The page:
Chumash Tribe legal team 'laughed' at suit over casino expansion

Artist's rendering of the new hotel tower at the Chumash Casino Resort that's part of a $160 million expansion plan. Image from Santa Ynez Band of Chumash Indians

Attorneys for the Santa Ynez Band of Chumash Indians "laughed off" a lawsuit filed by casino expansion opponents, Chairman Vincent Armenta said.

The tribe is spending $160 million to add a 215-room hotel tower, a 20,000 square-foot pool, 584-space parking garage and other amenities to the Chumash Casino Resort. A group called Save the Valley is hoping to stop the project by claiming the site is not a part of the reservation.

This artist's rendering shows the pool deck at the Chumash Casino Resort. Image from Santa Ynez Band of Chumash Indians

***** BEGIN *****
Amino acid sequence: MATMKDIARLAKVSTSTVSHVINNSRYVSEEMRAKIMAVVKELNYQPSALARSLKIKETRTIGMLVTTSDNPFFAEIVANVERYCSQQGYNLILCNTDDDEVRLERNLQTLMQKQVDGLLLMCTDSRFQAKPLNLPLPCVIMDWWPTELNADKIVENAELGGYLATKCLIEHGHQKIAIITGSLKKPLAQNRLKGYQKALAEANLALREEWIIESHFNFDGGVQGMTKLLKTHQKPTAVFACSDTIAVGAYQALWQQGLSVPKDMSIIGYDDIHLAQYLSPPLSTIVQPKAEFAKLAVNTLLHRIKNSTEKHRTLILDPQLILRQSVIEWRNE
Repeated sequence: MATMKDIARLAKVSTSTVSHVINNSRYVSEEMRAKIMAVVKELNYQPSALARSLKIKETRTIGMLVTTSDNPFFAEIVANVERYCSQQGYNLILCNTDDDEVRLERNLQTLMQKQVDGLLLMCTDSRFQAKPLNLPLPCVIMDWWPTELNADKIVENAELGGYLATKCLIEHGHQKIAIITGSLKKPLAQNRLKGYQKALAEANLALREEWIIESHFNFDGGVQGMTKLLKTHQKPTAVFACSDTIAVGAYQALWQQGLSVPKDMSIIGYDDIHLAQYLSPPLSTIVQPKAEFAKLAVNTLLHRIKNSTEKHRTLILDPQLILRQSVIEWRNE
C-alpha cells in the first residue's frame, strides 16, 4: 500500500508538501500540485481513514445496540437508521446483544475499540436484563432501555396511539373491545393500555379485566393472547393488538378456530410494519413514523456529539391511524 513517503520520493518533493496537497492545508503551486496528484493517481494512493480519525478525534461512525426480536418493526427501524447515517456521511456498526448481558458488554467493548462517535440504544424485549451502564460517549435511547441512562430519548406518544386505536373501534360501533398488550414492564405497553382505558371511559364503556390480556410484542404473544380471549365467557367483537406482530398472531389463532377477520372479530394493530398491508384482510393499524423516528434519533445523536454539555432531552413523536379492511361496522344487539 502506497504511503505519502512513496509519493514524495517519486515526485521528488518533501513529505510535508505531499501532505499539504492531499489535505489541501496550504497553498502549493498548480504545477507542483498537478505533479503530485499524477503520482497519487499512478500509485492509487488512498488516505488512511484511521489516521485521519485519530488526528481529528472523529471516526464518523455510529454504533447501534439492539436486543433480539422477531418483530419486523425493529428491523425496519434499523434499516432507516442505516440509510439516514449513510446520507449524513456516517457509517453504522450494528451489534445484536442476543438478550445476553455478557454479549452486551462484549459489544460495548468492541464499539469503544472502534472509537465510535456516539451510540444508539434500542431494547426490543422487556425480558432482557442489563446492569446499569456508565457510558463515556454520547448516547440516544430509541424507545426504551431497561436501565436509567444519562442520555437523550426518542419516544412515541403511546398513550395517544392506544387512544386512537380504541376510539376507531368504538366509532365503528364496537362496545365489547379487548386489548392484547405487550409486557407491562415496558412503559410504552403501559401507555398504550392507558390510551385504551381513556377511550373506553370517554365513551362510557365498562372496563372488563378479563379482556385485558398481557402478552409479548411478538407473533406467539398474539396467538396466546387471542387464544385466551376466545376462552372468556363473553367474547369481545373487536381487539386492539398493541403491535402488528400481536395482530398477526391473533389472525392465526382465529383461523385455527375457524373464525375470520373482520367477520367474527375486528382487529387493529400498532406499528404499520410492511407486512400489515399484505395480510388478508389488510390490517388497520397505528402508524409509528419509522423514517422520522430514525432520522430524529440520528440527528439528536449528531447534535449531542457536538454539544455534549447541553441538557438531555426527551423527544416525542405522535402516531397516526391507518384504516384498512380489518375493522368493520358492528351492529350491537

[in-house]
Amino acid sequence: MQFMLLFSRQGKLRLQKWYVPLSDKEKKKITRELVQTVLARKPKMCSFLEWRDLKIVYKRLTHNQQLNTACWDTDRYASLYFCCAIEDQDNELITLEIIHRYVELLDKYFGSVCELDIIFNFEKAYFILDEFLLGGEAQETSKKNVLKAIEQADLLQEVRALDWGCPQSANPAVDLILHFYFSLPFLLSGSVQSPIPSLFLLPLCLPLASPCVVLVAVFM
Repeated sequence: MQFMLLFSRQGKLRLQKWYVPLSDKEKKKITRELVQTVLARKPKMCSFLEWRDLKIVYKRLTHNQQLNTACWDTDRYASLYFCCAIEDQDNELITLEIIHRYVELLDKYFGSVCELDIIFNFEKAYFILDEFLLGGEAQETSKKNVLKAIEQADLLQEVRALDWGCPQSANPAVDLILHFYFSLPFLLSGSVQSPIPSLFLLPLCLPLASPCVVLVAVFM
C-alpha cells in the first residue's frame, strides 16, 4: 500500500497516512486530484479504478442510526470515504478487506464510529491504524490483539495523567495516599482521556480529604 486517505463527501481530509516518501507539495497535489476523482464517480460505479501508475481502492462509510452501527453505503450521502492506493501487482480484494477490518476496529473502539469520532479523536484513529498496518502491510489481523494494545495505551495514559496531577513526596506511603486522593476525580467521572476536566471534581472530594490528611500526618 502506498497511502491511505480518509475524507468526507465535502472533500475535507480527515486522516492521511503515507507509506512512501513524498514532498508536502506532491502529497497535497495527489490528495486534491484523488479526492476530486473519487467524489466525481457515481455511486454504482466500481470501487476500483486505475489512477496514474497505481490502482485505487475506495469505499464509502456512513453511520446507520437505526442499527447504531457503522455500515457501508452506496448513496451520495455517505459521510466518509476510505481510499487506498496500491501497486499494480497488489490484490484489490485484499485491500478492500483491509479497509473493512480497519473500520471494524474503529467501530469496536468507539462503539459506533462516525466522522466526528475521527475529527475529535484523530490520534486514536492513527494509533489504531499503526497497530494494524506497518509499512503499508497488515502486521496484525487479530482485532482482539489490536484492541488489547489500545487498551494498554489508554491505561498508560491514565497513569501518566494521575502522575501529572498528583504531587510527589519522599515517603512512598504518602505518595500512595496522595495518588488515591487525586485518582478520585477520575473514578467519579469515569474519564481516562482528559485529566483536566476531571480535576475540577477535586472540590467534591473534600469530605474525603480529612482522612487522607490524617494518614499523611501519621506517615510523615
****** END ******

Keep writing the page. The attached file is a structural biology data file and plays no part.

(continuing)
“Where they came up with this crazy idea that the reservation isn’t a reservation is beyond me,” Armenta told The Lompoc Record in response. “I think the majority of the people in this community who know what’s going on are laughing.”

Armenta said the deed that established the reservation set aside the land "for the perpetual use and occupancy" of the tribe. “OK, well, what is not clear about that?” he told the paper.

The group's complaint names Armenta and other tribal leaders as defendants. The case will likely face a serious hurdle going forward due to tribal sovereign immunity.

Get the Story:
Santa Ynez Valley activist group sues to halt Chumash hotel expansion (The Lompoc Record 4/9)

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